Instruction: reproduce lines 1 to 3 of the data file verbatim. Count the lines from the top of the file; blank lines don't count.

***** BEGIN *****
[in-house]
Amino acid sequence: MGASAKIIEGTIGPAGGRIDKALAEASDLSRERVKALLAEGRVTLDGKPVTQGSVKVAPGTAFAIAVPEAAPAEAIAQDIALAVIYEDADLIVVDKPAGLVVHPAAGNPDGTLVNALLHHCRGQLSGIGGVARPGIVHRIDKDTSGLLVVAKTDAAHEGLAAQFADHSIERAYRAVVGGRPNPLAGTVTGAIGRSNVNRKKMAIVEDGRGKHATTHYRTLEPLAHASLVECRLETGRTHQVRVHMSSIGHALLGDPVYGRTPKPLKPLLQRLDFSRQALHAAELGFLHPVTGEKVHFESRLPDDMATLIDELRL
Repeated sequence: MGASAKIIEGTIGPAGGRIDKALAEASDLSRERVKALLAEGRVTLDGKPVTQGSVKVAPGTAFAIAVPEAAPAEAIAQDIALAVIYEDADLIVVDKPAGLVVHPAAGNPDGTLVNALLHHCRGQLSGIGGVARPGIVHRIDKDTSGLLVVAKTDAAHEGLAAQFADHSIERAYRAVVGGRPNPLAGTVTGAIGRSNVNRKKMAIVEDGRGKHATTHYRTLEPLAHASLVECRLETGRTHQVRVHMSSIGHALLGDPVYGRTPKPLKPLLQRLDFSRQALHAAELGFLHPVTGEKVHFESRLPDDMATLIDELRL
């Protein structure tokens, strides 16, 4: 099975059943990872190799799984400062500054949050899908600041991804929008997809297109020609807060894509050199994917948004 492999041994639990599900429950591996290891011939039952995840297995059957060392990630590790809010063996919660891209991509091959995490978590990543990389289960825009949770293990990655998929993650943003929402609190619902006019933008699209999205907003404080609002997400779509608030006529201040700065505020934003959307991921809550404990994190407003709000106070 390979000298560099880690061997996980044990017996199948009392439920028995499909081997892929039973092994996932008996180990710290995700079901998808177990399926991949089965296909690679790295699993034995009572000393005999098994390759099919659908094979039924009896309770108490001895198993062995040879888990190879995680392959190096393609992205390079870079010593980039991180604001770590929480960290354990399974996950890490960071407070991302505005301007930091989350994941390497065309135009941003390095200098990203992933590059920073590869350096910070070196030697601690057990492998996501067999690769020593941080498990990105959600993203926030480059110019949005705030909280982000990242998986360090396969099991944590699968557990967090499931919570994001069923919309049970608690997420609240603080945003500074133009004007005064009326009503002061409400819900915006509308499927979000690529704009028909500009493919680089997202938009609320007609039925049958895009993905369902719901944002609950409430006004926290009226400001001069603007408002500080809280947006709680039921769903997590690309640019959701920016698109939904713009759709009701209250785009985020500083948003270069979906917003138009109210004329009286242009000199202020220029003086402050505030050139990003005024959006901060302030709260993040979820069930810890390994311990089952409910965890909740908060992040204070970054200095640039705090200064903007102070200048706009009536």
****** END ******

[in-house]
Amino acid sequence: MGASAKIIEGTIGPAGGRIDKALAEASDLSRERVKALLAEGRVTLDGKPVTQGSVKVAPGTAFAIAVPEAAPAEAIAQDIALAVIYEDADLIVVDKPAGLVVHPAAGNPDGTLVNALLHHCRGQLSGIGGVARPGIVHRIDKDTSGLLVVAKTDAAHEGLAAQFADHSIERAYRAVVGGRPNPLAGTVTGAIGRSNVNRKKMAIVEDGRGKHATTHYRTLEPLAHASLVECRLETGRTHQVRVHMSSIGHALLGDPVYGRTPKPLKPLLQRLDFSRQALHAAELGFLHPVTGEKVHFESRLPDDMATLIDELRL
Repeated sequence: MGASAKIIEGTIGPAGGRIDKALAEASDLSRERVKALLAEGRVTLDGKPVTQGSVKVAPGTAFAIAVPEAAPAEAIAQDIALAVIYEDADLIVVDKPAGLVVHPAAGNPDGTLVNALLHHCRGQLSGIGGVARPGIVHRIDKDTSGLLVVAKTDAAHEGLAAQFADHSIERAYRAVVGGRPNPLAGTVTGAIGRSNVNRKKMAIVEDGRGKHATTHYRTLEPLAHASLVECRLETGRTHQVRVHMSSIGHALLGDPVYGRTPKPLKPLLQRLDFSRQALHAAELGFLHPVTGEKVHFESRLPDDMATLIDELRL